Following training and a tour of
the local tribal court on day 1, Cherokee trip participants put their interpersonal
and hands-on legal skills to the test on days 2 and 3 of the trip.
Day 2-Tsali Manor
On the second day of the trip,
some 16 students participated in wills clinics at the Tsali Manor, a senior
center for the Eastern Band of Cherokee Indians. Surrounded by Christmas decor and hanging
Cherokee art and crafts, students worked in teams of two to primarily draft
three types of documents for incoming clients: wills, powers of attorney, and
healthcare powers of attorney.
With no previous experience
working with clients, I was initially apprehensive of my own document-drafting
abilities—especially given the magnitude of these documents in ascertaining the
clients’ final life wishes. However,
most 1Ls, like myself, were paired to work with an upper-class student who had
previously attended the Cherokee trip, or had related clinic experience. Coupled with the supervision of Legal Assistance
Office attorneys and the UNC Law Faculty, my intimidation quickly subsided as
my partner and I worked with our two clients for the day—a husband and wife.
While we only had two clients
that day, our work spanned over two hours in drafting five documents for the
couple. It was a very methodical writing
process, and one that taught us to how to efficiently filter information as we
listened to the clients—we wanted to make sure that we were writing down every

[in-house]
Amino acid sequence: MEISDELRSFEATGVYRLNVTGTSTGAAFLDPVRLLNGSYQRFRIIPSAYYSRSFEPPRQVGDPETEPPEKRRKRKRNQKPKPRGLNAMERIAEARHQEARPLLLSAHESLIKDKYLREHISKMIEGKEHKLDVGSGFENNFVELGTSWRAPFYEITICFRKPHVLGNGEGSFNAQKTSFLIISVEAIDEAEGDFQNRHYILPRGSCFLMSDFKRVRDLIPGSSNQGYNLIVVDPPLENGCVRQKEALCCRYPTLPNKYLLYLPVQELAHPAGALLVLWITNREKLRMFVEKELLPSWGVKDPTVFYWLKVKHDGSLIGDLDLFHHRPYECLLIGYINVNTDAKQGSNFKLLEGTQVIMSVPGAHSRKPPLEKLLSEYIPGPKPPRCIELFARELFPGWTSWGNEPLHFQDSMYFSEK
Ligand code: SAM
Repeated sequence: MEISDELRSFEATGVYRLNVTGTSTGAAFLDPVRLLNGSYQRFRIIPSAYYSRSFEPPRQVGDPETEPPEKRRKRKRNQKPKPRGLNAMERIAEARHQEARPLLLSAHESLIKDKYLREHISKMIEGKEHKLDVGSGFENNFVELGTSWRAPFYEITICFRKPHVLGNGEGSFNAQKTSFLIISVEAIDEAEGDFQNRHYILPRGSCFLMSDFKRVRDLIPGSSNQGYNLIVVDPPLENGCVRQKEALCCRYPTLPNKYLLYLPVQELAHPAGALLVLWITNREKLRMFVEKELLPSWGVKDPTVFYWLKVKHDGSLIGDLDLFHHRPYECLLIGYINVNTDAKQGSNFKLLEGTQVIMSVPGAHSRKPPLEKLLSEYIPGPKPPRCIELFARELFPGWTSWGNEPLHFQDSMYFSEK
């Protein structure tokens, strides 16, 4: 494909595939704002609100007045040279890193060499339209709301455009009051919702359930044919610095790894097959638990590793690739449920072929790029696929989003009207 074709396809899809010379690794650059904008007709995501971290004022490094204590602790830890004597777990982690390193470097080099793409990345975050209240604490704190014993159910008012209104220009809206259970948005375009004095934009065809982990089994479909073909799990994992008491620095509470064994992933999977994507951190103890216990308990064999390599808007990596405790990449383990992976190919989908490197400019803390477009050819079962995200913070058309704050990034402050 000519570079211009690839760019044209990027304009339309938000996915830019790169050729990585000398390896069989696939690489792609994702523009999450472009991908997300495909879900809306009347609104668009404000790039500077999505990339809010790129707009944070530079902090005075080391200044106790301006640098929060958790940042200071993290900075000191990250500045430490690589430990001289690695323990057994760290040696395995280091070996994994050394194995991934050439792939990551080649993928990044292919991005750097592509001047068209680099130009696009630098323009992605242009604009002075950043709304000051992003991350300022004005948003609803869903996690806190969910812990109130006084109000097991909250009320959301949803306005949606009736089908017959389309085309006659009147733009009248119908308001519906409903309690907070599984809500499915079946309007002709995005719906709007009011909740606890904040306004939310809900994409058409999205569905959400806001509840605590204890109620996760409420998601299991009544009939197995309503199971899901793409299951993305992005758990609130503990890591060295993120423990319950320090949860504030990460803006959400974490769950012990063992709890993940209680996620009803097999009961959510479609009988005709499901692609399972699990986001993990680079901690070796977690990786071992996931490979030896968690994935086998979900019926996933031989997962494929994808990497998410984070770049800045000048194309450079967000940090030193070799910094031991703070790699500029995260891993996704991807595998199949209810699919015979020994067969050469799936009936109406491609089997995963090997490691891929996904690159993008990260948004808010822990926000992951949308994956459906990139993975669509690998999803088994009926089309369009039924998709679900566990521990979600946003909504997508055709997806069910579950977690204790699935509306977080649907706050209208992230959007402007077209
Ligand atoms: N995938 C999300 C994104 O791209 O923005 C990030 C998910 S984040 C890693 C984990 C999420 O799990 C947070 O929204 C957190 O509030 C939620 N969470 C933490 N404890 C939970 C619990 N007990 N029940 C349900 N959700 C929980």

relevant detail as to ensure precision in the document, but we also wanted to
ensure that we were not simply two robots with pens and notepads. So, though the clients had to wait some time
before the final documents were printed, I think they appreciated our efforts
to sincerely hear, enjoy, and engage with their stories. These listening and communication skills will
help us form meaningful client relationships in our legal careers.
Furthermore, I was particularly
struck when the husband went to initial each page of his will. He had Parkinson’s Disease, and initialing
each page of his will proved highly difficult for him. It was tough to sit there, knowing we could
not physically help him, as myself, my partner, and the notary completed the
final steps of his will’s validation.
But we at least knew that he now had a sound will, and as he struggled
to shake our hands at the meeting’s goodbye, there was no better feeling than
knowing that we left him and his wife with a greater peace of mind.
Day 3-Civil Clinic
The third day involved a civil
clinic at local community and education center.
Students, working in their teams, completed wills, divorce, and custody
During the day, my partner and I worked with two
clients. The first client was a woman
seeking sole custody of one of her children and child support. In each meeting, the client became emotional upon
sharing their story. These were very
personal cases; though we read about emotionally sensitive cases in law school
and see them on TV, it was something else to see the client’s emotion up close
through their body language. The client
would start to get teary, and insist they were fine after avoiding eye contact
with us. It was in these moments that we
learned more about how to build trust with clients. We paused our information intake, told the
clients to take their time with what they were sharing, ensured the clients
that their information would remain confidential, and found a tissue box for the
clients when necessary. While we
realized there was a specific task at hand (custody or property paperwork),
nothing trumped the power of human emotion. As good attorneys, we should draft thorough
and accurate documents, but we must never forget the occasional counseling
duties that come with our position.
Posted by Rana J. Odeh on Fri. January 12, 2018 5:28 PM
Winter Break Trip 2017